49. Researchers discovered that nettle tea was useful to avoid alcohol-related ulcers by efficiently inhibiting certain bacteria known to cause human health issues.
  50. Protects heart health
  51. Nettle tea may help protect against cardiovascular illness, such as blood clots and high blood pressure, according to researchers.
  52. Research suggests that nettle tea includes phenolic chemicals that help prevent heart disease.
  53. Nettle tea drinkers may have reduced blood pressure, which decreases the burden on the heart. Nettle tea’s anti-inflammatory effects help reduce inflammation in the arteries and blood vessels, lower blood pressure, and prevent heart disease.
  54. Kidney and gallbladder health
  55. Nettle is an excellent diuretic and may lower the risk of kidney and gallbladder stones.
  56. Being a diuretic, stinging nettle helps eliminate harmful substances, including pathogens, rapidly and guards against bladder infections.
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Brew nettle tea using tea bags or with fresh nettle root or dried nettle leaves for optimal health benefits.


7 possible side effects of stinging nettle

Apart from its stinging leaves, nettle is a safe herb that typically does not have any side effects. Once the leaves are heated or dried, the formic acid (which causes the sting or rash) is destroyed.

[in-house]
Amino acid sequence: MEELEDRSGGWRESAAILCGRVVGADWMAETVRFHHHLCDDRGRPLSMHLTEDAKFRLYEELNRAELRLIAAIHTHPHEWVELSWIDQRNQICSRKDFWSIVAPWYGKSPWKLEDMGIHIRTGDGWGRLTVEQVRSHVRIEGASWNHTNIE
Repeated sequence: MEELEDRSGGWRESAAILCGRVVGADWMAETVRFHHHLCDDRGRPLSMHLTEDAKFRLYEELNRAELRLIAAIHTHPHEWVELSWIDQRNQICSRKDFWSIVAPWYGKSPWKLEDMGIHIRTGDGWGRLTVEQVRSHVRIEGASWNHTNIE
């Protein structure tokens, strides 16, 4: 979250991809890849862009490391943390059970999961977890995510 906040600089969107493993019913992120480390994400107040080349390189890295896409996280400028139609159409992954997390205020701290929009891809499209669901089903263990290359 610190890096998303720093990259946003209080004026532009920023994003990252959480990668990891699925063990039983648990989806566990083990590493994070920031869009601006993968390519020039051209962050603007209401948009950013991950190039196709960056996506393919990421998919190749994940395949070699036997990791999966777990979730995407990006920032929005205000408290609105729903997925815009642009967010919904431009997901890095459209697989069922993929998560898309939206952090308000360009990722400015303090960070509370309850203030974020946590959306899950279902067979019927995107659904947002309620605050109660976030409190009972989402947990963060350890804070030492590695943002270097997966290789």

When used as indicated, stinging nettle is generally regarded as safe and healthy for overall health. However, do not overdo it.

Still, seven possible side effects of stinging nettle may include:

  1. Research on nettles is inconclusive, and it should not be advised as a replacement for typical dietary and lifestyle adjustments and medicine.
  2. Stinging nettle may have diuretic properties. If you use blood thinners, blood pressure medicine, diuretics, or diabetic medication, see your doctor before using it in your diet.
  3. Some studies have reported that consistent intake of nettle tea enlarged breasts in a man and nipple discharge in a woman.
  4. Though nettle usage is typically well-tolerated, possible adverse effects include gastrointestinal disorders, such as constipation and diarrhea.
  5. When fresh, unprocessed nettles are applied topically, they quickly elicit dermatologic symptoms, such as stinging, itching, and redness.
  6. Using nettles orally as a vegetable, tea, or medicinally during pregnancy is likely dangerous because nettles may contain substances that function as abortifacients. Women should use caution during lactation because there is limited evidence on the safety of nettles.
  7. Nettles may be involved in various drug-nutrient interactions. There could be mild interactions with hypertension or antidiabetes medicines or supplements due to their possible antihypertensive and blood sugar-lowering effects. Interactions with central nervous system depressants, lithium, and warfarin are possible. Patients should discuss the use of nettles in extract or supplement form with their doctors or pharmacists to ensure safety.